To honor Martin Feldstein’s distinguished leadership and extraordinary contributions to the National Bureau of Economic Research, the Feldstein Lecture addresses an important question in applied economics, with an application to economic policy. In this inaugural lecture I consider macroeconomic policy during the financial crisis.
It is useful to divide the financial crisis into four phases: (1) the “root cause” period from 2003 to 2006, (2) the period from the flare-up in August 2007 to the panic in September 2008, (3) the panic period in September-October 2008 (4) the post panic period. Here I look at the fourth phase and focus on monetary policy.
I emphasize real time policy evaluation because the crisis is ongoing and because the research is quite different from many existing monetary policy evaluations which examine policy over decades. The financial crisis has made real time evaluation essential because of the rapid changes in events and policy. In addition to loads of new data and policies, real time evaluation must address new methodological questions about the use of high frequency data and simulation techniques. Because of blogs, the 24-hour news cycle and the rapid spread of ideas, the need real time policy evaluation is here to stay.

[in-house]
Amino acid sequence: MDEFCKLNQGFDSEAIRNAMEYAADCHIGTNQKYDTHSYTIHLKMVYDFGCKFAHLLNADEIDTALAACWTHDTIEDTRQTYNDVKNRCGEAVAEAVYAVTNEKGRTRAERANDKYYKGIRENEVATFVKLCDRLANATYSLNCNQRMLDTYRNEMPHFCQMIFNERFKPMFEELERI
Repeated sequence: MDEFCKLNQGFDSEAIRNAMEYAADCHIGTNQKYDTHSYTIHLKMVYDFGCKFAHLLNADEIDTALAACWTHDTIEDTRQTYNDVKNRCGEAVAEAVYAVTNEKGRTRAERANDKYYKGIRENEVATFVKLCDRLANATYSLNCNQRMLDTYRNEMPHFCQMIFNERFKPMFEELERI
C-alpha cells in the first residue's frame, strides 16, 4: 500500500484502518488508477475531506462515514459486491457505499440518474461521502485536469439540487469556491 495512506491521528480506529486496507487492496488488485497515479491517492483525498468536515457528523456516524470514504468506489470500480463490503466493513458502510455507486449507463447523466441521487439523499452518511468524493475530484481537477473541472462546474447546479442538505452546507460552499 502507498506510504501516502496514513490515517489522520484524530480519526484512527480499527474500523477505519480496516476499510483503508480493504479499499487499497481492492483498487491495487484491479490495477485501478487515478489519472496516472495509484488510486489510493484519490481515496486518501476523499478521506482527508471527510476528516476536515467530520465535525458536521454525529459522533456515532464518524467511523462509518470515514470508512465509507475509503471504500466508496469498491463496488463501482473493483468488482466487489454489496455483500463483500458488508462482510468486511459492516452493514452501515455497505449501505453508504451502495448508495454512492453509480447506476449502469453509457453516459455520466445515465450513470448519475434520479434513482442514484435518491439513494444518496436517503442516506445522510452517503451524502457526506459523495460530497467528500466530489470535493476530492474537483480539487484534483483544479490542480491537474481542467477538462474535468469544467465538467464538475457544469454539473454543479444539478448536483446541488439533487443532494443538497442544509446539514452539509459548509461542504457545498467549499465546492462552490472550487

To evaluate monetary policy during this period I develop a specific quantitative framework in which I compare actual policy with certain counterfactual policies. It is not enough to say policy is good or bad in the abstract; you need to say “compared to what” and be able to measure the different impacts. The framework requires that one characterize actual policy and then choose an appropriate counterfactual policy to compare it with. Both are difficult tasks and there are alternative ways to go about them. What is most important at this early stage is the quantitative framework—a policy evaluation tool which researchers can use in different ways.
Read the full transcript: gmwg-empirically-evaluating-economic-policy-in-real-time.pdf